Analysis: Tahrir square had Twitter, Mubarak the muscle

Crackdown in Cairo reveals futility of much-vaunted social networking sites; media sympathy fuels a protest movement, not protection.

Bloodied Egyptian protester peace sign 311 AP (photo credit: AP)
Bloodied Egyptian protester peace sign 311 AP
(photo credit: AP)
CAIRO – Egypt’s January 25th movement has been a global media darling since it broke out over a week ago, riding the waves of the Tunisian uprising and inspiring millions around the globe, particularly in the Middle East.
The spotlight didn’t seem lost on the throngs in Cairo’s Tahrir Square, ground zero of the uprising, where there were enough foreign journalists, bloggers, tourists and Western observers on the scene to field an army.
Tahrir Square transforms into makeshift field hospital
Chaos spreads around Cario; looting gang fights rife
When Egyptian President Hosni Mubarak gave his speech Tuesday night vowing to step down in six months, the mood in the square was both electric and defiant. The bone the regime was throwing the protest movement was taken as a half-victory at best, and even though on paper it was by all measures a major accomplishment for an unarmed, peaceful uprising, the square was emboldened. Again and again, protesters vowed to stay as long as it took for Mubarak to leave office, if not Egypt, entirely.
It’s hard to say why Mubarak’s concession didn’t placate the crowd. While it’s easy to understand how a people used to living under a regime run by intimidation, corruption and nepotism wouldn’t be quick to take the leader at his word, something else seemed to be at play.
The protesters, aware that they were the toast of the press and had the backing of untold millions watching on TV, live feeds and blogs, seemed to believe the hype: that people power could trump actual power, and that if they held out long enough, Mubarak would leave immediately. They seemed convinced that what happened in Tunisia would happen in Egypt, almost as if once they felt safe enough to open their mouths and face down riot police, they could face anything.
It seems they were wrong.
Things may change on Friday, if the protesters somehow acquire tanks and automatic weapons, helicopter gunships and maybe a few mechanized infantry units, but at the moment, it seems that sticks and stones and “having history on your side” will earn them nothing in the face of the well-armed suppression that will probably only get worse and more bloody and decisive until it succeeds.
That’s not to say that the army will necessarily fall in with the regime and begin using overwhelming force against the protesters, but so far, they have at least been guilty of turning a blind eye to the violence in the square. Maybe a sin of omission rather than commission, but decisive in its own way, nonetheless.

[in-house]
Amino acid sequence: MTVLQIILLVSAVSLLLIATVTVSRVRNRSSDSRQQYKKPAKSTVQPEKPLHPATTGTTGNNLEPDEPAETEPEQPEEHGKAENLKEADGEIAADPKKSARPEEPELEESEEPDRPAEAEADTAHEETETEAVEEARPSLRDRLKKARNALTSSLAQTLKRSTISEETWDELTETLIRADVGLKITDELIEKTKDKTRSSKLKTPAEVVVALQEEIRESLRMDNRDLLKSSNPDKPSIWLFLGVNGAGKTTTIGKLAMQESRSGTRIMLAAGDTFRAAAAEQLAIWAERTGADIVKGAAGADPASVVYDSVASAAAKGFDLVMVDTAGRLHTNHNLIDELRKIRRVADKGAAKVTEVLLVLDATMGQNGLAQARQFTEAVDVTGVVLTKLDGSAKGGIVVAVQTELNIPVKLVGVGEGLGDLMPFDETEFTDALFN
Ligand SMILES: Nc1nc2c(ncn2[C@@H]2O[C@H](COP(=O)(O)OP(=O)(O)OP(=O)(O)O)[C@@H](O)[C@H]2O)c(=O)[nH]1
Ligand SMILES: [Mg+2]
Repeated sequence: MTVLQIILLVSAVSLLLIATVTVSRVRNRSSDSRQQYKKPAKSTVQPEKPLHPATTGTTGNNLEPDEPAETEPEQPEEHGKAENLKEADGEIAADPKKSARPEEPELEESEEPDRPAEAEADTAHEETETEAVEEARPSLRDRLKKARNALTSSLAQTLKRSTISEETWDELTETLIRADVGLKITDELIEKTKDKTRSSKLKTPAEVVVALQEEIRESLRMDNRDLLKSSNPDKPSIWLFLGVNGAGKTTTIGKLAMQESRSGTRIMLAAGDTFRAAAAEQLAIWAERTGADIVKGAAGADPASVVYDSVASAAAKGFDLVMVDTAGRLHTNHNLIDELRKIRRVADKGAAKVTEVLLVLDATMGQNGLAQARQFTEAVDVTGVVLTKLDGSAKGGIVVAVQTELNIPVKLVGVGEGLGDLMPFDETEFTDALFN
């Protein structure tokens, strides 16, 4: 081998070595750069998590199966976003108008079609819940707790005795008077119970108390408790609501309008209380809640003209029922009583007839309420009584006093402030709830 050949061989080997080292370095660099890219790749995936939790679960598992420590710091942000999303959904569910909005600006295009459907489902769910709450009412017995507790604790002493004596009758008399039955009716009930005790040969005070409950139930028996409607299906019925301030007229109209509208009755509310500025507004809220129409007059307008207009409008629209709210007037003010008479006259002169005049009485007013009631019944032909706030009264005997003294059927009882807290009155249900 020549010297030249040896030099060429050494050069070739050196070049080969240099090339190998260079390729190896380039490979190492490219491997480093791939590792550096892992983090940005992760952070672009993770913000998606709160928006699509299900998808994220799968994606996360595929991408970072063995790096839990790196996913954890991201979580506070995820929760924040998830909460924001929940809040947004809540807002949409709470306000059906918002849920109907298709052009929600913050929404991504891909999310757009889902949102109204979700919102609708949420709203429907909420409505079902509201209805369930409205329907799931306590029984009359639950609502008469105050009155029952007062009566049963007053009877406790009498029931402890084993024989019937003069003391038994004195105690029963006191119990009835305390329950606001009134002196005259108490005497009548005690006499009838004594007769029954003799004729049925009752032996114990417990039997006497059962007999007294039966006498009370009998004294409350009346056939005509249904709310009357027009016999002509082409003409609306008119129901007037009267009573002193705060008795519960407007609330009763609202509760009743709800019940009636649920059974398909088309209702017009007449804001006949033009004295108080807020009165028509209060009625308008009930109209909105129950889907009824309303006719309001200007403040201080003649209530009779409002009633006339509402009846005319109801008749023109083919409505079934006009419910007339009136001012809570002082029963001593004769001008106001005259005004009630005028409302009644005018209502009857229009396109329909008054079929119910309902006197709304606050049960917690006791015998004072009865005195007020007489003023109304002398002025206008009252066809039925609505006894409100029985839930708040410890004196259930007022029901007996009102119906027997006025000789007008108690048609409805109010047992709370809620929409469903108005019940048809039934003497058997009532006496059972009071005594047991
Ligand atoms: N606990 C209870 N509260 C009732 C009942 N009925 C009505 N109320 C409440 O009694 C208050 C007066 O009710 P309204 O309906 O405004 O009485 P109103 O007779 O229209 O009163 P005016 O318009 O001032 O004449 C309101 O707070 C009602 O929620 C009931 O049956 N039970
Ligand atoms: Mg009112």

So far, the brunt of the bloodshed has been suffered by the anti-government protesters, but the violence and brutality cuts both ways. While it is true that they were set upon while trapped in the square, the anti- Mubarak crowds were quick to use violence when the time came, beating and lynching men suspected of being undercover police or paid provocateurs. These men were carried off on several occasions by the mobs, to God-knows-where.
While the protesters were acting largely in self-defense as the square came under siege, and the evidence against some of the men they dragged away was sound, in some cases, the breaking of their bones was audible even over the din of the crowds.
And will any of us in the press ask ourselves what our responsibility is when the inevitable purges begin? Will we ask what role we played in adding fuel to the protest, encouraging those courageous souls to stay in the square no matter the cost that they, not we, will pay? We all had a responsibility to cover the story, one of the biggest in decades, but sober analysis of the stakes at hand seemed few and far between. We talked about how it would affect Israel, America, even Iran, but few seemed to ask what would happen to the Egyptian Army officer paraded on the shoulders of protesters in images sent around the world, or the countless demonstrators who, in their incredible bravery, spoke to the cameras, to the world, and in the end, to the very people who will now be coming to find them.
Will we follow their interrogation and detention on Twitter? Will Facebook find a way to ensure they get proper legal representation? While social networking sites did galvanize the protest movement, as the world saw in Iran’s “Green Revolution,” when the hammer finally does drop, it doesn’t seem to matter if the world is watching, tweeting, blogging or hash-tagging.
As in Teheran, we are seeing in Cairo that while it’s great to have history and the media on your side, it’s better to have bullets.